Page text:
dncplatformEarlier this week, I talked about the religious and economic implications of the RNC platform. As the DNC wraps up, it is time to examine the relevant points of the Democratic platform.

Innovation & Entrepreneurship

We need an economy that prioritizes long-term investment over short-term profit-seeking, rewards the common interest over self-interest, and promotes innovation and entrepreneurship.

Minimum Wage

Democrats believe that the current minimum wage is a starvation wage and must be increased to a living wage. No one who works full time should have to raise a family in poverty. We believe that Americans should earn at least $15 an hour and have the right to form or join a union. We applaud the approaches taken by states like New York and California. We should raise and index the minimum wage, give all Americans the ability to join a union regardless of where they work, and create new ways for workers to have power in the economy. We also support creating one fair wage for all workers by ending the sub-minimum wage for tipped workers and people with disabilities.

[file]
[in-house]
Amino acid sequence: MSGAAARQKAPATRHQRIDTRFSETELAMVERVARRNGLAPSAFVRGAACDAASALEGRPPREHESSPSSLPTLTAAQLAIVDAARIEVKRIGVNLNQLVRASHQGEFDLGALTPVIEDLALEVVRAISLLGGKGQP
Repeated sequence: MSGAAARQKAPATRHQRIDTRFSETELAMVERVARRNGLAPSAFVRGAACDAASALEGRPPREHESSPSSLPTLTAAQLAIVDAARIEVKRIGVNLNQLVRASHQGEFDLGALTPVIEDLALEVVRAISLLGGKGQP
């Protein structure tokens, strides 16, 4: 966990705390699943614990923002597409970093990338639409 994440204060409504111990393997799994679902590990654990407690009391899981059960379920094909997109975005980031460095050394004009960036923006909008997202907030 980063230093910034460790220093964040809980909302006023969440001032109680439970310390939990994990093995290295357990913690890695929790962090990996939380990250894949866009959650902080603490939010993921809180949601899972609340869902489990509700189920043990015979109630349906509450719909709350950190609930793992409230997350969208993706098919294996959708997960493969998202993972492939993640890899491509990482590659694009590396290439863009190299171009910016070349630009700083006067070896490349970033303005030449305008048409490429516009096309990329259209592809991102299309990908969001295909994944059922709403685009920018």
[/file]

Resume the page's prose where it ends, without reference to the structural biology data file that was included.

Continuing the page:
Democrats support a model employer executive order or some other vehicle to leverage federal dollars to support employers who provide their workers with a living wage, good benefits, and the opportunity to form a union. The $1 trillion spent annually by the government on contracts, loans, and grants should be used to support good jobs that rebuild the middle class.

Poverty